Connecticut already had some of the most stringent gun-control laws in the country, including one that allows police to confiscate weapons that might be used to harm someone. Lanza had apparently never shown any sign of harming someone else until he did, and that’s common among school shooters.

If gun laws won’t help, we’re left with other measures that also restrict freedom. Already many school buildings have become more like forts. Sandy Hook’s doors were locked, but Lanza shot his way in.

Some urge that every school building have an armed guard. If that were financially possible, would an armed guard have been enough against an attacker with an arsenal of semiautomatic weapons? Others suggest that teachers and staff members should arm themselves, somehow “deputizing” them in case of attack.

If that’s the answer, we could still have problems — a teacher shooting it out with a student in a classroom, or a crazed staff member going on the attack.

Somehow we must find answers, or we will again see 6-year-olds being interviewed on national TV about what they saw during a massacre.

Roy Ockert is editor emeritus of The Jonesboro Sun. He may be reached by e-mail at royo@suddenlink.net.

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reader
18404
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reader 12/23/12 - 01:20 pm
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It is a terrible conundrum

We have the right to own guns to protect our freedom, yet we also have those willing to misuse their freedoms and their rights to abuse us all.

Reaganesque
4414
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Reaganesque 12/23/12 - 01:35 pm
4
4
Well...........

Liberal upon liberal laments our right to bear arms, but rarely mention the mentally ill and how society should cope with them.

Prescription without diagnosis is malpractice.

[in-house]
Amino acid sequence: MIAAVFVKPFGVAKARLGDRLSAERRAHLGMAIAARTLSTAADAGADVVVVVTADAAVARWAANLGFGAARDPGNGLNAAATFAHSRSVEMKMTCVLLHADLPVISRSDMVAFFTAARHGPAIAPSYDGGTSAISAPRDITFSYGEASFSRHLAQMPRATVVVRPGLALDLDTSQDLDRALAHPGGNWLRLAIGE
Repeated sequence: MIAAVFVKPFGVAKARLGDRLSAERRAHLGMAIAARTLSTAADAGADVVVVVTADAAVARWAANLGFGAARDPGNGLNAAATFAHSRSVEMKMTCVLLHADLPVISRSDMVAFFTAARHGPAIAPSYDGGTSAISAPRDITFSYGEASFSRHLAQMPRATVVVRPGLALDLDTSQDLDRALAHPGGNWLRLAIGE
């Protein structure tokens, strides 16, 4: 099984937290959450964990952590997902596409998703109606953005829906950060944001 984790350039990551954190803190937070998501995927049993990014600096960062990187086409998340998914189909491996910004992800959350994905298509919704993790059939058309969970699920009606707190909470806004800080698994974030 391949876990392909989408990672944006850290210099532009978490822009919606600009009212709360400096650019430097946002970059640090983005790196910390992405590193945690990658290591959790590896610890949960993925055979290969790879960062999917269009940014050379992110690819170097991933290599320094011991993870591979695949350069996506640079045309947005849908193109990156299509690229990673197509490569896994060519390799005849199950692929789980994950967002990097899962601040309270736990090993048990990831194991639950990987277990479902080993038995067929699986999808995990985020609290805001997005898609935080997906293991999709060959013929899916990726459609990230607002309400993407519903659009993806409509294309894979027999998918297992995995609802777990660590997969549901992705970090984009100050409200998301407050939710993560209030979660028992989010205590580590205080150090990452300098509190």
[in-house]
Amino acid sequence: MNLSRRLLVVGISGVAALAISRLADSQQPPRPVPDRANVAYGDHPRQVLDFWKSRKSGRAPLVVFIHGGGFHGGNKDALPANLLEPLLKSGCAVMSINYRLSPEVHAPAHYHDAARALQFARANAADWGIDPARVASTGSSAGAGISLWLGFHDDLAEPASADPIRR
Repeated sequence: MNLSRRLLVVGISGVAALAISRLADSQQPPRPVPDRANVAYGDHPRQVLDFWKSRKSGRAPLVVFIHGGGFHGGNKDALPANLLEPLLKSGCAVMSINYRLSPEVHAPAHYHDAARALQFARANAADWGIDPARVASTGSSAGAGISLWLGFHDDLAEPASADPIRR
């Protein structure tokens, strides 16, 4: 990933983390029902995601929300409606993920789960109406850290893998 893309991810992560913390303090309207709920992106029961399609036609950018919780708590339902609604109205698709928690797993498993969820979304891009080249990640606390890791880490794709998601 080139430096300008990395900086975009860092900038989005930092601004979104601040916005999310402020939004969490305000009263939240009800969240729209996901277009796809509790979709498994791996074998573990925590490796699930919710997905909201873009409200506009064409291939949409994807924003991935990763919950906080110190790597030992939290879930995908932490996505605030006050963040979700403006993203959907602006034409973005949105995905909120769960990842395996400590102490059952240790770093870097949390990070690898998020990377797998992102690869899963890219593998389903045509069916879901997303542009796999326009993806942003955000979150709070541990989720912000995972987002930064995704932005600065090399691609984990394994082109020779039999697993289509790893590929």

357
1789
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357 12/23/12 - 03:46 pm
5
3
The late Paul Harvey is

The late Paul Harvey is quoted as saying, "Self government won't work without self discipline."

We have not been able to keep illegal drugs out of the hands of drug users, we can't seem to stop illegal alliens from crossing our border, and prohibition did little to stop the flow of alcohol. So, how in the world are we going to be able to keep sicko's and mean people from doing mean things when even their own life has no value to them?

The issue at hand is not about guns and can't be solved with "common sense" gun control that will only impact the law abiding citizen.

notthisboy
1728
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notthisboy 12/23/12 - 04:09 pm
2
5
Well, lets see

We have armed guards at the local Social Security Office, the local and federal court buildings, in our hospitals, on armored cars, at all concerts and sporting events, in the malls, in many big box stores but the liberals whine about putting them in our schools. To show how out of touch they are, many schools now have uniformed SROs. It is not about protecting our children, it is about removing the firearms from the population.

crypted quill
10832
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crypted quill 12/23/12 - 04:56 pm
2
4
What to do? That's easy and

What to do? That's easy and the magic bullet is ready already...
drones 30,000 are expected to be in use by 2020.

"...the Pentagon can now send a domestic drone to hover outside your apartment window, collecting footage of you and your family, if the secretary of Defense approves it. Or it may track you and your friends and pick up audio of your conversations, on your way, say, to protest or vote or talk to your representative, if you are not "specifically identified", a determination that is so vague as to be meaningless."
...
"Domestic drone use is here, and the meshing has begun: local cops in Grand Forks, North Dakota called in a DHS Predator drone – the same make that has caused hundreds of civilian casualties in Pakistan – over a dispute involving a herd of cattle. The military rollout in process and planned, within the US, is massive: the Christian Science Monitor reports that a total of 110 military sites for drone activity are either built or will be built, in 39 states. That covers America."